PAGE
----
Shamas-ud-Din Fafoo, 38, a daily-wager in the Flood and Irrigation Department, was on duty at Sheeri pump station on June 30, 2008, when a rubber bullet fired by CRPF and police to disperse hundreds of people protesting against the land transfer, hit him in the abdomen.
Fafoo was removed by some mediapersons to the nearby primary health centre. However, the doctors there had referred him to Srinagar’s SMHS Hospital for treatment. He was later shifted to SKIMS.
“At the SKIMS, he was admitted for three months after being operated upon. He was discharged but due to his ailing condition, the doctors conducted two more surgeries upon him. On Saturday morning, he breathed his last,” Fafoo’s father, Ali Mohammad, who works in Public Health Engineering Department, told Kashmir Reader.
“The rubber bullet had ruptured his stomach. Infection had caused extensive damage to his intestines as well,” he said. “The injury had made his life miserable. Today, he died silently.”
Ali Mohammad said that his son has left behind his widow and three small children, including a daughter.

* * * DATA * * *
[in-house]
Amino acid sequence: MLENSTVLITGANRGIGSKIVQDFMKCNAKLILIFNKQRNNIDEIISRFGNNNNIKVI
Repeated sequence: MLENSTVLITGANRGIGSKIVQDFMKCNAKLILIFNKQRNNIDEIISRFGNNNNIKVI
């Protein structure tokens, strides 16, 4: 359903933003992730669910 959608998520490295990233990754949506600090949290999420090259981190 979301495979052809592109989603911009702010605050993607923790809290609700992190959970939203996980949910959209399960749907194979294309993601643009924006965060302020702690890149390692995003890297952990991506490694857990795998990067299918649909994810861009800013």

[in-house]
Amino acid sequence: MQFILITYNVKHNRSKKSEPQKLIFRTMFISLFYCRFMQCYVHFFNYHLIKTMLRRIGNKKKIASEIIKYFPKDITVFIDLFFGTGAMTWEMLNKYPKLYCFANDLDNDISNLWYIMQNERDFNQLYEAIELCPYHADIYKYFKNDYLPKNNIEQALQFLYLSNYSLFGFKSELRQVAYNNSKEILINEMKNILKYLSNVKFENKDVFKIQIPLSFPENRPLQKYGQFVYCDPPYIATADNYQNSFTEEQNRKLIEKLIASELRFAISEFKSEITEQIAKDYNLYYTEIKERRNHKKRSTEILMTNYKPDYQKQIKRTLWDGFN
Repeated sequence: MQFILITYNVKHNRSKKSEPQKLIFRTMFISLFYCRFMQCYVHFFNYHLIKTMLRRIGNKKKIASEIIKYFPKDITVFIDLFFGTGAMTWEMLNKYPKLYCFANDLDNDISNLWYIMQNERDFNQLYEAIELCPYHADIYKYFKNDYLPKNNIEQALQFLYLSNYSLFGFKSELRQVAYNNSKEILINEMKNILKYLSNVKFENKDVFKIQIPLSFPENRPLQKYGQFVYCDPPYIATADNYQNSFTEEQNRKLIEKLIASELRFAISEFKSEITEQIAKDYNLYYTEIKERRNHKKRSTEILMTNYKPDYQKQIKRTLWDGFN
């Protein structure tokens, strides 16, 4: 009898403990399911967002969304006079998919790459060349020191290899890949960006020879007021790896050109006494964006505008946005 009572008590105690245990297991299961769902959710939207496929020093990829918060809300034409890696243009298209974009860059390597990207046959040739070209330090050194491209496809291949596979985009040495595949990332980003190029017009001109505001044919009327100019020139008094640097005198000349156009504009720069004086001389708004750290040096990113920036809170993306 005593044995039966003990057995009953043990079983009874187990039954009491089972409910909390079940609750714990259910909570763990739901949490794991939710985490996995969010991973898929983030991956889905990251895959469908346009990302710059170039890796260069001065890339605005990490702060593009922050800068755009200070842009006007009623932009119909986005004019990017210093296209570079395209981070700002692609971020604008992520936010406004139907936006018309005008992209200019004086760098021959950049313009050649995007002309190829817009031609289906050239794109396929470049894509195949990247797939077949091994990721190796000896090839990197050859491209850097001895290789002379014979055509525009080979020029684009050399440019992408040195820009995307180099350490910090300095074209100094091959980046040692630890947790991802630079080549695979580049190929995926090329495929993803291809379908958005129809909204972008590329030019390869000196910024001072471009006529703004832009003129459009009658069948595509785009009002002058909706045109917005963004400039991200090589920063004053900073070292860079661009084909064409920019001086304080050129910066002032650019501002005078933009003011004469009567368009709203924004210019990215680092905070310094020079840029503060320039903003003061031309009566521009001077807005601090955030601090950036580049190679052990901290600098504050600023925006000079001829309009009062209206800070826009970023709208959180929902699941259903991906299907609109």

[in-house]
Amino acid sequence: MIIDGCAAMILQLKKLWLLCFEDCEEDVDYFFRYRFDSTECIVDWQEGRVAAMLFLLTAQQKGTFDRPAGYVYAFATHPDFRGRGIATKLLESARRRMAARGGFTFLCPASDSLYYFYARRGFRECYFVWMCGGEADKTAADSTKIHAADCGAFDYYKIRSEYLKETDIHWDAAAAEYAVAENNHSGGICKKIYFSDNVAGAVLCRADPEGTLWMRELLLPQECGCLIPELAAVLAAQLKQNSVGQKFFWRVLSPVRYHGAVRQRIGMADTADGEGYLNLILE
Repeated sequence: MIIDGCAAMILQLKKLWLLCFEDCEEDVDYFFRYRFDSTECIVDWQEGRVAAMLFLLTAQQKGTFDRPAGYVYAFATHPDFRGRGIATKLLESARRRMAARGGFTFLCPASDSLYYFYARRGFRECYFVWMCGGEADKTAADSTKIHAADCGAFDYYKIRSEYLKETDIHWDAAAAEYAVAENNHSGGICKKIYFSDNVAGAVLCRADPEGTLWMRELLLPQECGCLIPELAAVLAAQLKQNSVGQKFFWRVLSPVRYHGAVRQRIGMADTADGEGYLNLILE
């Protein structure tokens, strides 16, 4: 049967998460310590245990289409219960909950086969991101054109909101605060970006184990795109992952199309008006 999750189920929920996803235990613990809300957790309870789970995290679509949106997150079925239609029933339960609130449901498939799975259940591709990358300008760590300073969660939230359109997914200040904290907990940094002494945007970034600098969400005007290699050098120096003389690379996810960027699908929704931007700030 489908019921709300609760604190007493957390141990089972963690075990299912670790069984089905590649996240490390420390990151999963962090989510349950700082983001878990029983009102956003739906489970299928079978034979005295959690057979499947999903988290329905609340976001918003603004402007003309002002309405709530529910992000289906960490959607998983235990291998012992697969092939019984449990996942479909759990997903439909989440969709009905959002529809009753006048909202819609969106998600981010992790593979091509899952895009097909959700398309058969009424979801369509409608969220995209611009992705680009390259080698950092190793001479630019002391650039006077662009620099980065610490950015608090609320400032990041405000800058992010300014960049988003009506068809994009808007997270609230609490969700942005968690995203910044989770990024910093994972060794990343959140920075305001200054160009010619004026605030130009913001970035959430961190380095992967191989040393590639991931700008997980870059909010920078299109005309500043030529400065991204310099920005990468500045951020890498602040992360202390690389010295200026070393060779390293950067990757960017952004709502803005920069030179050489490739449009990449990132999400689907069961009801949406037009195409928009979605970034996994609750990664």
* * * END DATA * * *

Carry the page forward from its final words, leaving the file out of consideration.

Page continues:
“In February 2008, my wife passed away. And now the son has gone, too. I’m clueless how to take care of these orphans and their widowed mother,” he said.
Ruing official apathy, he said no official from the civil administration or police had visited the family ever since his son got injured.
Meanwhile, a pall of gloom descended in the village when the news about Fafoo’s death spread. Hundreds of people attended his funeral prayers amid heavy rains. He was laid to rest at his ancestral graveyard Sheeri.
More than 60 civilians, mostly youth, were killed after government forces used firearms to break up massive anti-India demonstrations over the controversial transfer of 800 kanals of forestland in south Kashmir’s Pahalgam to the Amarnath Shrine Board. The uprising also led to the collapse of the PDP-Congress coalition government bringing Kashmir under Governor’s rule.